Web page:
Arts, Culture & Media

Iraqi-Canadian Hip-Hop Artist The Narcicyst

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The Narcicyst at The Middle East restaurant in Cambridge, MA. (Photo: Kavita Pillay)

Born in Dubai to parents from Basra, Iraq, hip-hop artist Yassin Alsalman was raised between the United Arab Emirates and Canada.

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As an MC he goes by the name "The Narcicyst" and has performed with the likes of Public Enemy, Talib Kweli and Kanye West. His work focuses on the experiences of Arabs in North America, and with album titles such as "Stuck Between Iraq and A Hard Place" and "Fear of an Arab Planet," Alsalman is making a name for himself in the world of Arab hip-hop.

The venue for The Narcicyst's first Boston-area performance happens to be The Middle East, a renowned club in Cambridge, MA.

It's close to midnight by the time Narcy, as he is sometimes called, takes the stage. The audience ranges from college students and hip-hop fans to middle-aged peace activists.

A core group of longtime Narcy fans are also in attendance, and for them, The Narcicyst's lyrics and sense of humor convey the complexity of their own reality: that of being Arab, Muslim and Western in a post-September 11 world.

Case in point, his tongue-in-cheek music video about racial profiling and airport security titled "P.H.A.T.W.A." The title combines hip-hop slang and the Arabic term for an Islamic legal opinion.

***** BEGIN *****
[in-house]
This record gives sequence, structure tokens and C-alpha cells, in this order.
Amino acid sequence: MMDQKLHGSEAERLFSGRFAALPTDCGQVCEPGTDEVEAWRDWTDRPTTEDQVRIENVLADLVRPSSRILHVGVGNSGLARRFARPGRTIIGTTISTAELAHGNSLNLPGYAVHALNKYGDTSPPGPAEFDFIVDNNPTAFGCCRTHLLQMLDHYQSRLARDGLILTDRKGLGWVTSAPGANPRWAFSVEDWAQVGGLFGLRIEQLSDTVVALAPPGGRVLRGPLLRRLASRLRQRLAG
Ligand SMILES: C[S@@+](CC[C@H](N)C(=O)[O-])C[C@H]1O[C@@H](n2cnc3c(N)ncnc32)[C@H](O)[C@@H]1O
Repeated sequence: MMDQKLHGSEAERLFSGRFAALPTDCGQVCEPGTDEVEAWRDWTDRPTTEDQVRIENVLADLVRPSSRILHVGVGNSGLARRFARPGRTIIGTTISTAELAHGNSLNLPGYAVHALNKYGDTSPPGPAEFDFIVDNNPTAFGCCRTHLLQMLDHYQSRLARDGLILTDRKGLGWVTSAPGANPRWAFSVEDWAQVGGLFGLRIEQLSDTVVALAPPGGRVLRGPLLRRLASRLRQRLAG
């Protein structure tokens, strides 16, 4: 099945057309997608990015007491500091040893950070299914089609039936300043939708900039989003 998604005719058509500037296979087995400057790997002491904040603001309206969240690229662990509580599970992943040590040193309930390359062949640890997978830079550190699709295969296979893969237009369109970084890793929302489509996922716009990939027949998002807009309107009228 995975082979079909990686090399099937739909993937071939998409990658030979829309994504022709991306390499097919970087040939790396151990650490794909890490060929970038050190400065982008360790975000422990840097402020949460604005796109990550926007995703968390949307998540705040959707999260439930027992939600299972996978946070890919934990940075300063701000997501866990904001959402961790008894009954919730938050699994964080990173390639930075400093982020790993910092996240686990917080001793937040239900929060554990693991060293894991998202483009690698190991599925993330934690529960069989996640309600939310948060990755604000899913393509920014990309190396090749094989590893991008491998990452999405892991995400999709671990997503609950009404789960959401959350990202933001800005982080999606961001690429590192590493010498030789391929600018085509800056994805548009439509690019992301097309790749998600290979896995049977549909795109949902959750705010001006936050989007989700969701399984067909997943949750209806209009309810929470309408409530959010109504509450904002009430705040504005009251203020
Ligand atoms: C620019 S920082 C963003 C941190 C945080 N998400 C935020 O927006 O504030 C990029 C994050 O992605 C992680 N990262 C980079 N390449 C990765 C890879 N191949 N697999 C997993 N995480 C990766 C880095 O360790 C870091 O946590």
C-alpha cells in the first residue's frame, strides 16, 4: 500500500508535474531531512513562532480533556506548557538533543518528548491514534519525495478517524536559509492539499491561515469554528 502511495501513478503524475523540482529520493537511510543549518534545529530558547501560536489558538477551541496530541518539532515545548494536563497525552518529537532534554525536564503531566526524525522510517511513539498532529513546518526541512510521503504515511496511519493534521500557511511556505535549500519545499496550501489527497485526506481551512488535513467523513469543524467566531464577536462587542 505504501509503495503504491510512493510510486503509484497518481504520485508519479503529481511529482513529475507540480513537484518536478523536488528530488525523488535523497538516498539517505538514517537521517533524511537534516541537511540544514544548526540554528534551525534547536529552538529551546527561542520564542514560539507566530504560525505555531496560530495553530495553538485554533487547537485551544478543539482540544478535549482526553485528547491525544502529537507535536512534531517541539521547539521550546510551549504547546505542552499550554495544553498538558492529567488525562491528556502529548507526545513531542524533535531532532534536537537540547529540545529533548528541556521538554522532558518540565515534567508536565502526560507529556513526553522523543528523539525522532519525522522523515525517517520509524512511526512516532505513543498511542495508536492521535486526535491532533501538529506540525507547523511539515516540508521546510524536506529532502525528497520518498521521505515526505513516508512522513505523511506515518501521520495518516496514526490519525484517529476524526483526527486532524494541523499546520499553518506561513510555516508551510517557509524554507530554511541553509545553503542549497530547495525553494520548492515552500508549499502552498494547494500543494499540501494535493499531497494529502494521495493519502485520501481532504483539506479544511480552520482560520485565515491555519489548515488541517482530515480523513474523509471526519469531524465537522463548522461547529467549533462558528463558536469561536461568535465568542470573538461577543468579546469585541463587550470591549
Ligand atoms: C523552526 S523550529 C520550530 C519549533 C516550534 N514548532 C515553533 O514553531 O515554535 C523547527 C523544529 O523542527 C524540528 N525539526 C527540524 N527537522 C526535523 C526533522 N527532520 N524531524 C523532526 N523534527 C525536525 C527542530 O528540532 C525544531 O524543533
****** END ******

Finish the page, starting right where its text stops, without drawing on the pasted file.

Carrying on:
Set in an airport, it features the following exchange between Alsalman and his friend and fellow MC, Yushua Scott, who is black.

Scott: Yo Narcy, do you really think they're watching us? I ain't tryin' to get searched, see. Who do you think they're going to harass more, man, me or you?

Alsalman: Obviously me, dawg. You know Iraq is the new black.

"I say 'Iraq is the new black' for two reasons," Alsalman explains. "One, when someone says 'the new black' it means it's the new thing.

"The second meaning is, being that we are public enemy number two after what happened to African-Americans — and it's still happening to African Americans — when we were going through the highest rate of profiling and stereotyping, my black friends would always joke with me and say, 'Whew! Thank God it's not us anymore!'"

Filmed in 2009, the music video took on new meaning in late 2010, when Alsalman was held up by US customs officers while en route from Montreal to Washington D.C., where he was scheduled to speak at a conference on Arab hip-hop at the United States Institute of Peace.

It was a case of life imitating art, even while his art parodied life.

Now 29 years old, Alsalman's family immigrated to Canada in 1993, where he was first introduced to hip-hop artists like WuTang Clan and NWA.

"That's where it started," Alsalman says. "It became a hobby, then it became a lifestyle and then it became a culture for me."

Along the way, Alsalman earned a bachelor's degree in communication studies and political science as well as a master's in media studies. As part of his thesis, he recorded an album titled "Fear of an Arab Planet" with a group of Arab-American MCs.

In addition to maintaining a regular performance and speaking schedule, Alsalman also co-teaches a course titled "Hip Hop: Past / Present / Future" at Concordia University in Montreal. He uses hip-hop as a way to explore a range of issues, including race, colonialism, ghettos, religion, the history of art and personal identity.

"Growing up and being born between the East and the West has helped me to understand that nationality is not the end all, be all of identity," he says. "Identity is really about what's inside you and who you are as an individual more than where you're standing and what land you're on."